Saturday, May 30, 2009

CUCV or Commercial Utility Cargo Vehicle

As I had mentioned earlier, I hate cars, but love trucks. I feel for country use, for any practical means that require hauling something, even a jack, a pick up is a nice means of utility. I've always loved the United States military trucks. Basically a civilian pickup built heavy duty to handle a morbid of things, including rough handling. I'm not one of these fellas who likes teal colored trucks with shiny chrome bumpers that require washing every weekend to look nice and appealing. Frankly, to me a truck is built to be run into the ground until you cannot drive it anymore. Unfortunately though, tough trucks that are still made of steel are hard to find. But, the military CUCV has a lot going for it that makes it often over looked. For instance, it's all American with parts made in the states. It's a diesel for the most part, thus very reliable and can even be submerged deeper than say fuel injected. Too bad though that most folks want to buy something within 5 years old and well, the CUCV trucks are from the 80's. Most see them as fixer up trucks, ugly, gas hogs, not worth even a look....exactly what I want.

I love how these trucks don't say "Steal Me!" but instead say "yes, I'm ugly, move on"...the paint on these trucks are also rust proof. One doesn't need wax to keep it looking good. One doesn't have to worry about scratches...just spray with krylon and you're good to go. I don't care much for camouflage clad vehicles, but if I was to get one, it would be in Olive Drab or Tan/Sand color. Of course I'd fix it up a little, but nothing more than $300...mainly on tires and then attach either fog or driving lights. The idea is to keep it stock, while also upgrading it so it performs better on road.

But what is the cost of these vehicles? Depends. If you want a full restored version, you're looking at around $10,000 depending on where you buy it from. If you buy one that is in working order, but needs repairs, one can buy for around $5000. If you want to go cheaper, then I could buy one for close to $2000 but I'd prefer getting one in good shape and drivable from the dealer.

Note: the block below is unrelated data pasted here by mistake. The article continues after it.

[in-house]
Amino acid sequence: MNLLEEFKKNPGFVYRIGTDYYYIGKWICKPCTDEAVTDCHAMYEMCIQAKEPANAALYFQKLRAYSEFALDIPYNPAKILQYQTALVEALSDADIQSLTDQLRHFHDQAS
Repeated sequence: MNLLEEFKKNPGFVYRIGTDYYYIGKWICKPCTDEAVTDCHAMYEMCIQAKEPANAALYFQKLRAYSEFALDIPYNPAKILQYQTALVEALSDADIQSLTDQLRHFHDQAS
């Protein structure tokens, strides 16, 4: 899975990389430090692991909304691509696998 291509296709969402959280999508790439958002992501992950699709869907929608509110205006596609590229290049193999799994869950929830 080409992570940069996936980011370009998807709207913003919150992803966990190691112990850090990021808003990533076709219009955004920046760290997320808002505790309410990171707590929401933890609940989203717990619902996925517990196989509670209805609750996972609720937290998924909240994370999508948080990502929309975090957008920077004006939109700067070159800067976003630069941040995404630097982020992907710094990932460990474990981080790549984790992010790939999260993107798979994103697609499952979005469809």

So where do you find such trucks? Sometimes answering this is difficult because there are not many dealers that work with these unique machines. One has to do a lot of searching both on-line and off. Some links that I have found, and one that was given to me (thanks Ray) are the best places to start, including that of a forum called "Steel Soldiers" which deals with all military vehicles.

There are also different models. For instance, M1008 is a pickup and the M1009 is a blazer, however, the model M1010 is an ambulance which I think would make a dandy camper if you had the known how on creating such things from scratch.

Wednesday, May 27, 2009

I HATE cars!!! Read at your own discretion

Can I be any more clear in my title? I would give anything if I could have a mule and wagon over a car. What brought this on all of sudden? Well, I picked up a nail somewhere and my Lumina had a flat tire this morning. A day all planned on doing things in town has turned into a bloody nightmare from hell. Why was it so bad? Let me just say that I'd have more fun playing with the hounds of the Baskerville than messing around with the mechanical crap that comes with changing a blooming tire. As I stated to a friend of mine earlier, the automakers in their dire attempt to make a beautiful car into a wonderfully working machine frankly need to be placed in a straight jacket and locked up in a rubber room for the rest of their natural lives. One would think that stowing a jack is easier...wrong! It took me 2 bloody fricken hours just to figure out how to stow the stupid thing and then the manual, oh the lovely manual that is actually in English, has a picture of how the jack is suppose to be stowed. Oh goody, I thought this will be easier...wrong again! The idiot, jack in the box, yahoo, who took the photo had it BACKWARDS as to how it's suppose to be! What lame brained, dip sticked, idiot puts a photo in a book showing how to stow a jack, but does it in reverse as to how it actually fits in the car??? How hard is it to actually create a manual that simple minded folk can use and not waste 2 fricken hours trying to stow something according to how it's shown in the book? One almost needs to be a rocket scientist to figure it out and 10 to 1 a rocket scientist wouldn't be able to figure it out either.